ACLU and Amnesty International ask Obama to pardon Snowden

Coincidentally, the call to action comes the same week Edward Snowden's biopic hits theaters.

Reuters/Andrew Kelly

The American Civil Liberties Union and Amnesty International, two of the highest-profile human rights organizations in the United States, are calling for President Obama to grant clemency to Edward Snowden. The "Pardon Snowden" campaign kicks off today with a petition to "let President Obama know that the American people stand with Snowden." It's seeking 60,000 signatures and is hosted by the ACLU, which has signed on as Snowden's legal adviser.

The ACLU says that Snowden, who leaked classified information about the NSA's global surveillance systems in 2013, is a "great American who deserves clemency for his patriotic acts." Snowden is living in exile in Russia, though he has raised issues about that country's Orwellian government systems as well.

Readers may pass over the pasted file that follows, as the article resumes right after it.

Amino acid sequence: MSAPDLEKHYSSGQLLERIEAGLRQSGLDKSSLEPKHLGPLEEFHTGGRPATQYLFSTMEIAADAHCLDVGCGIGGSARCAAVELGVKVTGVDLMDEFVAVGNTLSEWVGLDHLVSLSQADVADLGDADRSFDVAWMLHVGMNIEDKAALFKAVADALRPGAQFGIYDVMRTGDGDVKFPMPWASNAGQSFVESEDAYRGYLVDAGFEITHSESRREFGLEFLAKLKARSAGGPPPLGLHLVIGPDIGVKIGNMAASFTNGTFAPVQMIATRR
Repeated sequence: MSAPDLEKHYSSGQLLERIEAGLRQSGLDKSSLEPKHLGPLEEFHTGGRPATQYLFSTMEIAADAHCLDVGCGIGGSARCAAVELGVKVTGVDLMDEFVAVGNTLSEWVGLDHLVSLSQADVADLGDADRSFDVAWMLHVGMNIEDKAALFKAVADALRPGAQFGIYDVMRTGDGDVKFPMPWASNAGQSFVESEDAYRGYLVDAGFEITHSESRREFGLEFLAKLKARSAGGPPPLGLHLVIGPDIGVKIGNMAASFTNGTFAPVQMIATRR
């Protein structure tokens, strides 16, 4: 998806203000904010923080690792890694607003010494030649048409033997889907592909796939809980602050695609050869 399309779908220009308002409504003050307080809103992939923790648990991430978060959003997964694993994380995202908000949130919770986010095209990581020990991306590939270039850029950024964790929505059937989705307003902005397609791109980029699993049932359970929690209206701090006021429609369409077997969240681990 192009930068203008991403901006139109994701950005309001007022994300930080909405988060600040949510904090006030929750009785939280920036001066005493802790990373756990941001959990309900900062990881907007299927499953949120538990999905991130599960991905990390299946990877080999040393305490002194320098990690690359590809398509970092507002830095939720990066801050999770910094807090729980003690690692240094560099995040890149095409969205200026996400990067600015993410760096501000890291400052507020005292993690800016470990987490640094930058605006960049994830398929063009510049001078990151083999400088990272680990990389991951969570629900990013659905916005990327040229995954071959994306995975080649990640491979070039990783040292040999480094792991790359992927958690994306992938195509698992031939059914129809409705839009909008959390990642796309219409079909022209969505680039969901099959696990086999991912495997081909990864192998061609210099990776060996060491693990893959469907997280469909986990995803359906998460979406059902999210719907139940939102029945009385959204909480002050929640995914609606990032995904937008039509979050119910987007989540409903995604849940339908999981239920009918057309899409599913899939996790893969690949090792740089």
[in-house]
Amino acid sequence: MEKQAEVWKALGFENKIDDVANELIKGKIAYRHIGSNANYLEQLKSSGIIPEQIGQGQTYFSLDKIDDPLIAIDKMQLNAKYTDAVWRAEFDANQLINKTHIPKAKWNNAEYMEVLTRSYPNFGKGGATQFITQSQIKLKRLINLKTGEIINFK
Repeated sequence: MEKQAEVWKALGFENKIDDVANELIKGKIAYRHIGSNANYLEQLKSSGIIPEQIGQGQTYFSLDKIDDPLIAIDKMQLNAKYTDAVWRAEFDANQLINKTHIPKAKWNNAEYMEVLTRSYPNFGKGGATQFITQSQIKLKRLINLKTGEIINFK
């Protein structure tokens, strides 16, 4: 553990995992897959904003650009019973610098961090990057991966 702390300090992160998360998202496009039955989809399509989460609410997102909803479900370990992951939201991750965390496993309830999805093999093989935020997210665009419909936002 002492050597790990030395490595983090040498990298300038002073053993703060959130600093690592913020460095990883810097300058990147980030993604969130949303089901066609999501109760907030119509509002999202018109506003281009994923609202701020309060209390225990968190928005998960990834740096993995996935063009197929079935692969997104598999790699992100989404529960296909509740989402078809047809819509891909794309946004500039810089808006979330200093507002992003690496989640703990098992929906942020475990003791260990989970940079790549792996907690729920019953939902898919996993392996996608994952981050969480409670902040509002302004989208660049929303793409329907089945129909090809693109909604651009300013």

"If tens of thousands of us join together to deliver our message as one, we have a real chance of bringing him home," the ACLU writes.

Amnesty International and the ACLU have also launched, though the site is locked down for anyone without login information.

It's unlikely that President Obama will pardon Snowden. The current administration has continuously called for Snowden to be tried in the US and it has shown little leniency for other whistleblowers such as Chelsea Manning.

In a case of curious timing, the Snowden biopic, a dramatic reenactment of the NSA leak directed by Oliver Stone and starring Joseph Gordon-Levitt, hits theaters on September 16th.